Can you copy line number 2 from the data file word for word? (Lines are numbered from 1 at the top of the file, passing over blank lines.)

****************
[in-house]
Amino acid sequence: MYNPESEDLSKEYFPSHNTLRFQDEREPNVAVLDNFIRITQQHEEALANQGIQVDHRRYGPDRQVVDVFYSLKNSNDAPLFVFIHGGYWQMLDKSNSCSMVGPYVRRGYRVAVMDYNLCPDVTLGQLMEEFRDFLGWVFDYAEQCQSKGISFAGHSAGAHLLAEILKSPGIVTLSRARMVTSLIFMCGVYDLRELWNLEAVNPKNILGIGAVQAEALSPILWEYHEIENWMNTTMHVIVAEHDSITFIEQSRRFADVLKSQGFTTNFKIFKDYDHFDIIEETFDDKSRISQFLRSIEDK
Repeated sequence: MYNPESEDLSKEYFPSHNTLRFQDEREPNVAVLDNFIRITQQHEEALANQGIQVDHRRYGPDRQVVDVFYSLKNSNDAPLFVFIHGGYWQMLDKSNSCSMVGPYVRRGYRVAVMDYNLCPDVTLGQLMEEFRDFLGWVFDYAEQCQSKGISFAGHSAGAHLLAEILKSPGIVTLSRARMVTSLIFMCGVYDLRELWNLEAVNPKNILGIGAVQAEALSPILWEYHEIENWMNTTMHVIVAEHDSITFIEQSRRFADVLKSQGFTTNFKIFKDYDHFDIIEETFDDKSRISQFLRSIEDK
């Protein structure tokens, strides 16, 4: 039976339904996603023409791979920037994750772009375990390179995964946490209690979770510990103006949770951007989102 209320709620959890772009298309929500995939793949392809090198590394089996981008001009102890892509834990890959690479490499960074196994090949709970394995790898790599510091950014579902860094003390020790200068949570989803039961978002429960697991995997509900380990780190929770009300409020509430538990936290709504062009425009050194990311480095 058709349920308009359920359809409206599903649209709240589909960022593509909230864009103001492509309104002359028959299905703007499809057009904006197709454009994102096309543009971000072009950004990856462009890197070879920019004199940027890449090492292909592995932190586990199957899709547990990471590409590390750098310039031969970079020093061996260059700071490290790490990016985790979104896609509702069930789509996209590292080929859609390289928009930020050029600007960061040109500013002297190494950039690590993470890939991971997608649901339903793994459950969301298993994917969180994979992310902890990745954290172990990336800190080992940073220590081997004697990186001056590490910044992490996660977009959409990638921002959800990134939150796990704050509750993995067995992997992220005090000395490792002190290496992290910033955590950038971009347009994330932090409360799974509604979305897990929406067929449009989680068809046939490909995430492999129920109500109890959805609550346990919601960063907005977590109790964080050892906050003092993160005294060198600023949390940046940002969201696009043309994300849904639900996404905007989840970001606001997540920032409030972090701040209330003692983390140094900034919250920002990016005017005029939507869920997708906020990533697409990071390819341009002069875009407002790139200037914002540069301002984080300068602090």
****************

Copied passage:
Amino acid sequence: MYNPESEDLSKEYFPSHNTLRFQDEREPNVAVLDNFIRITQQHEEALANQGIQVDHRRYGPDRQVVDVFYSLKNSNDAPLFVFIHGGYWQMLDKSNSCSMVGPYVRRGYRVAVMDYNLCPDVTLGQLMEEFRDFLGWVFDYAEQCQSKGISFAGHSAGAHLLAEILKSPGIVTLSRARMVTSLIFMCGVYDLRELWNLEAVNPKNILGIGAVQAEALSPILWEYHEIENWMNTTMHVIVAEHDSITFIEQSRRFADVLKSQGFTTNFKIFKDYDHFDIIEETFDDKSRISQFLRSIEDK